The long-awaited sequel to Ghosts of Karnak (reviewed here), book four in George Mann’s Ghost series, is a disappointing read. I’ll just come out and say it from the start.
I’ve been a fan of his works so far, even though I will admit I have not read all of them, and I have especially enjoyed his Newbury and Hobbs series.
Whereas I previously didn’t feel I was missing out from not having read the first two installments in the series, I felt like I was missing big chunks by only having read Ghosts of Karnak with this latest book. Luckily I did read that one or I would have been clueless and enjoyed it even less.
Even though I quite liked the plot — a foreign entity unleashing horror on London from days long gone, with the Ghost as a The Spirit meets The Rocketeer-style vigilante setting matters right — the execution was not something you generally get from a George Mann novel. I was left with a lot of questions, partly from not having read two of the three previous books and partly due to a few plot holes. His other works are much, much better.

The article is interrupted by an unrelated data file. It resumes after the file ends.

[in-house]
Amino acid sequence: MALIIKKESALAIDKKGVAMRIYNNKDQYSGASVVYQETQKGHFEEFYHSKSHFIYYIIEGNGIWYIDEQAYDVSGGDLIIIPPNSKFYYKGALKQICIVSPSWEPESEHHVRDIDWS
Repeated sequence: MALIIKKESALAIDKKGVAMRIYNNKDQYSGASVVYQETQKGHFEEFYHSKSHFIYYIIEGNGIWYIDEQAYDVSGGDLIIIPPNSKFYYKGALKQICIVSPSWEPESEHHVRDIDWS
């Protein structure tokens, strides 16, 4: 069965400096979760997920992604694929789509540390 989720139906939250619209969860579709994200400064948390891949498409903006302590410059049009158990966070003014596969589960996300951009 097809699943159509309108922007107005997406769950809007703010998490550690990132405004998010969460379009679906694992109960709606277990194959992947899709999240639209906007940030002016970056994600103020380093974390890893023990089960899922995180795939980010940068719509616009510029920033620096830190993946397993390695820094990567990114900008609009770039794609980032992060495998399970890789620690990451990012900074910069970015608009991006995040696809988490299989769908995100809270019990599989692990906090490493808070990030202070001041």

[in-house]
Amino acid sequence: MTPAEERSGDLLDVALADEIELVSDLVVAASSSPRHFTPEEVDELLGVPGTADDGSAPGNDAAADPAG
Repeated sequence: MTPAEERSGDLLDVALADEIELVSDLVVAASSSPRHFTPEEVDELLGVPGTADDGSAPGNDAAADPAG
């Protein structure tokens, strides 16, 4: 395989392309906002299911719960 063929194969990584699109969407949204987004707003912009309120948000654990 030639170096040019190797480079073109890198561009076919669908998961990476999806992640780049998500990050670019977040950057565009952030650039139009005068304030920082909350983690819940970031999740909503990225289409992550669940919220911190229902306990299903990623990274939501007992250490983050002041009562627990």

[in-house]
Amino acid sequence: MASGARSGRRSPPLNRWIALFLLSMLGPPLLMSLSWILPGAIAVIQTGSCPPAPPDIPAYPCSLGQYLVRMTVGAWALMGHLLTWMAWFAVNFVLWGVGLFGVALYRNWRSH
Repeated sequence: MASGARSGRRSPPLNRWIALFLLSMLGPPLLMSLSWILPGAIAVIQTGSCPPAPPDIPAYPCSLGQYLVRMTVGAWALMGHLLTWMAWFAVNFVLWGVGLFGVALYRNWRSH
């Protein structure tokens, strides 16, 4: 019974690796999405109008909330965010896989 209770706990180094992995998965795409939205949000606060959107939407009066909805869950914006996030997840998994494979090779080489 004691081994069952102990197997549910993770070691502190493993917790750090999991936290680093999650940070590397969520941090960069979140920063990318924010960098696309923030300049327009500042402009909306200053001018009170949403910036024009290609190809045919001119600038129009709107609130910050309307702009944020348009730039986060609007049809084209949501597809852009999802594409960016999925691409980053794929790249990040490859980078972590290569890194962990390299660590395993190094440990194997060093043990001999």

The Newbury cameo felt forced and, to be honest, it was unnecessary. It was just an excuse to draw in more readers, and as a fan of the Newbury and Hobbs series I felt disappointed by his empty appearance. I would much rather not have had him part of the book than pop in for what is essentially a non-contribution to the storyline.
If you have read all the Ghost books, you might as well read this one, because otherwise you will probably be wondering about events in the next book. But if you’re not into Mann’s Ghost series, give this one a pass.